Passive municipal uses include:
Active municipal uses include:
Non-municipal uses include:
Restrictive easements are often obtained by municipalities to protect scenic views, watersheds, well sites, and conservation land. After having granted a restrictive easement, the land owner can use the land only in ways not prohibited by the terms of the easement. For example, an easement can be written to restrict the owner from building on the land covered by an easement.
Easements for noise compatibility purposes could restrict buildings in the portions of the land nearest the highway or other noise sources. They could prohibit the cutting down of trees which presently form a natural buffer, or the destruction of an existing hill which presently acts as a barrier. Or, the easement could merely restrict certain types of buildings such as residences unless specified acoustical construction techniques are used.
An important advantage of municipal possession of an easement is that it can often achieve effective control over land at a much lower cost than actual municipal ownership. Easements can be obtained by five of the methods as previously listed for obtaining ownership: purchase, eminent domain, gifts, subdivision conditions, and transfer of other governmental agencies. The difference, however, is that title to and limited use of the land remains with the original owner, thus making the cost of obtaining easements much less than the cost of outright ownership.
For the land owner, the giving of an easement can often result in a significant reduction in his property and income taxes. A property tax reduction can be arranged as a condition of the easement to reflect the lessened value of the land because of the existence of the easement. It may be necessary to write some guarantee of this lower property tax assessment into the easement agreement in order to convince the property owner of the benefits of granting the easement to the municipality. Significant income tax reductions may also occur because the owner may deduct the entire value of the easement as a “charitable contribution.”
The cost of an easement to the municipality varies with the terms of the easement. First, the price is a function of the value of the rights which the owner is giving up. If the easement causes little or no change to the land use options available to the landowner, then the cost of the easement should be small or perhaps free. If, however, the easement greatly restricts uses which could otherwise have been possible, then the easement cost will approach that of actual purchase. Careful attention should be given to ensure that no unnecessarily restrictive (and therefore costly) conditions are written into easements.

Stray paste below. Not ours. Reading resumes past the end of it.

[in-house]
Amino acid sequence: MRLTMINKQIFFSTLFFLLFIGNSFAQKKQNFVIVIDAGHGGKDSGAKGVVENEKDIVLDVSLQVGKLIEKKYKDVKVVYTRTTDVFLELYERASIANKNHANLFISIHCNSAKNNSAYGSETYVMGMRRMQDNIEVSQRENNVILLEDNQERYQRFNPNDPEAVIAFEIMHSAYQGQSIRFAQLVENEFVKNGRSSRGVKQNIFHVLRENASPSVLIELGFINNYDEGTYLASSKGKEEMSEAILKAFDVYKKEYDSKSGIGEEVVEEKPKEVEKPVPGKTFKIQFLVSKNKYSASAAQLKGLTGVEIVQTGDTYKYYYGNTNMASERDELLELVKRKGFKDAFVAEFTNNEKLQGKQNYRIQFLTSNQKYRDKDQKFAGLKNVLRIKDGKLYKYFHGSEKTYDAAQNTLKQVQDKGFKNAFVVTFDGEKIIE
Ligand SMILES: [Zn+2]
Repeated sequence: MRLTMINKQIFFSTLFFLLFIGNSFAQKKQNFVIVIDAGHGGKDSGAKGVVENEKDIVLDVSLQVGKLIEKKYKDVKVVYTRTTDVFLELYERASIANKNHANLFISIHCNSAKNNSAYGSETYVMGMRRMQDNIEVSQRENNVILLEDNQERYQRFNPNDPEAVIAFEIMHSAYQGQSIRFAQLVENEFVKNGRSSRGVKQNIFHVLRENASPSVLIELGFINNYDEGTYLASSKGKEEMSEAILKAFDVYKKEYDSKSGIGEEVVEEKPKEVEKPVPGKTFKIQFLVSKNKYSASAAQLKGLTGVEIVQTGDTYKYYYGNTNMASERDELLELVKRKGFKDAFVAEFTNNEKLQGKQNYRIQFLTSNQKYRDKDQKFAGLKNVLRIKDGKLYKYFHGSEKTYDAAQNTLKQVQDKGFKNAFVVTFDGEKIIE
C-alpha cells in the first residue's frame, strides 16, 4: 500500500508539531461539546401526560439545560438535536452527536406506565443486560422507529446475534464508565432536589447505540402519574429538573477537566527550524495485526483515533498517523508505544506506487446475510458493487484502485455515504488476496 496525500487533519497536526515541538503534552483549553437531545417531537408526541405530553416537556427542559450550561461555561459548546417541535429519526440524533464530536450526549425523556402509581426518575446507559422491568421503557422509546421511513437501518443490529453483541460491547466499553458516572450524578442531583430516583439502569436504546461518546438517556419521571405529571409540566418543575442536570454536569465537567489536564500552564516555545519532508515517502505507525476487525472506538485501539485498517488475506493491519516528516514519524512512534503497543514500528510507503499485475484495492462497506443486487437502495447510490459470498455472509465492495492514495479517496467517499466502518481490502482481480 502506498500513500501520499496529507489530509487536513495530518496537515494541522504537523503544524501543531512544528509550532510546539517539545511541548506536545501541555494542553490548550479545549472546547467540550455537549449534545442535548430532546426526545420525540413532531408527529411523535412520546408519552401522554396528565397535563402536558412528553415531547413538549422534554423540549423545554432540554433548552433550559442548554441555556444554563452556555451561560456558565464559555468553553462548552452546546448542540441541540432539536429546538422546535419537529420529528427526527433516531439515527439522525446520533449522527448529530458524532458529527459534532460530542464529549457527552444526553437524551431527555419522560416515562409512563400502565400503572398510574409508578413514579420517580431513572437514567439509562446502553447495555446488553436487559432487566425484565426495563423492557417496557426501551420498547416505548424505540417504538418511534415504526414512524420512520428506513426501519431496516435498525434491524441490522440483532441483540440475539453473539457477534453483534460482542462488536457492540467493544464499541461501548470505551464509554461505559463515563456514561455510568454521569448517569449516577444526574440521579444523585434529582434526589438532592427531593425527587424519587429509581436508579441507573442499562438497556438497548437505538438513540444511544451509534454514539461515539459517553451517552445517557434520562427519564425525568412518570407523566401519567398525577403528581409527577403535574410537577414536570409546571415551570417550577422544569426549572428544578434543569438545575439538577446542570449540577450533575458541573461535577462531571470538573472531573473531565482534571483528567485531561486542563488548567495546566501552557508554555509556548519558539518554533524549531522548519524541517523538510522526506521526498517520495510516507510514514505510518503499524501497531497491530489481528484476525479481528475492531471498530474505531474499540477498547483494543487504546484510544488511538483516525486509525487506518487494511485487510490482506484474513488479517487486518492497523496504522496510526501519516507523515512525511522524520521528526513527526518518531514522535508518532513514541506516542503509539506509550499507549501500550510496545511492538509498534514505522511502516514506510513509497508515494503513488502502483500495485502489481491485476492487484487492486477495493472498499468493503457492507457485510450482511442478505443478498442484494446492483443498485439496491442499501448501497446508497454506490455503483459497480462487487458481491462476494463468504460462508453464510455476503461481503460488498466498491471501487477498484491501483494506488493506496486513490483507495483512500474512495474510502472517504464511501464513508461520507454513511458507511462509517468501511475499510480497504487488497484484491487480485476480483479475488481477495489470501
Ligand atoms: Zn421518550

Conservation Trusts: A variation of an easement is a conservation trust. The owner of a parcel of land gives land to the community to be held in a conservation trust fora specified length of time. Since the gift is for a specified period of time, the original owner retains residual rights to the land as a long-term investment. If a local conservation commission or similar agency exists, it can, depending on its legal status, become the holder of this land.
While the land remains in the conservation trust, no taxes are paid on it by the land owner. The land owner retains residual rights for future possible use of the land, and is guaranteed the fact that the land will not be developed. This can be particularly advantageous to the land owner who is feeling pressures (due to increasing taxes or increasing land value) to sell land which is valued for scenic or other qualities.
To the community, this represents an inexpensive way of controlling land to regulate orderly community growth as well as potential noise incompatibility. However, safeguards should be built into a conservation trust program to ensure that the trust benefits the municipality in general and is not merely a way in which one land owner gets protection for his or her forest preserve at the expense of the taxpayers.
The cost of significant municipal services which can be saved by preventing development of the parcel is a benefit to the municipality only if the parcel would, in fact, be developed if the trust did not exist. The prevention of future noise incompatibility problems or the gaining of public access to desirable woodlands also may benefit the municipality. In general, land held in conservation trust should fit into a municipal or regional open space plan, and not be randomly chosen on the sole basis of availability.
In addition to direct legal controls on potential developers, financial incentives in the forms of tax reductions and reduced costs exist. This section examines some of these techniques.
One often overlooked, but very effective tool to shape land use development is the municipal property tax. Tax incentives can be used to discourage development of incompatible land uses, to encourage the creation of buffer strips, and to encourage the use of acoustical construction techniques. All too often however, the effect of a municipal tax policy is to encourage rather than discourage such development.
Municipal tax incentives can take several forms:
The most effective of these tax incentives is the first: assessment to discourage the development of land. Yet, all too often, local assessment policy has just the opposite effect in that it encourages and sometimes forces the development of land.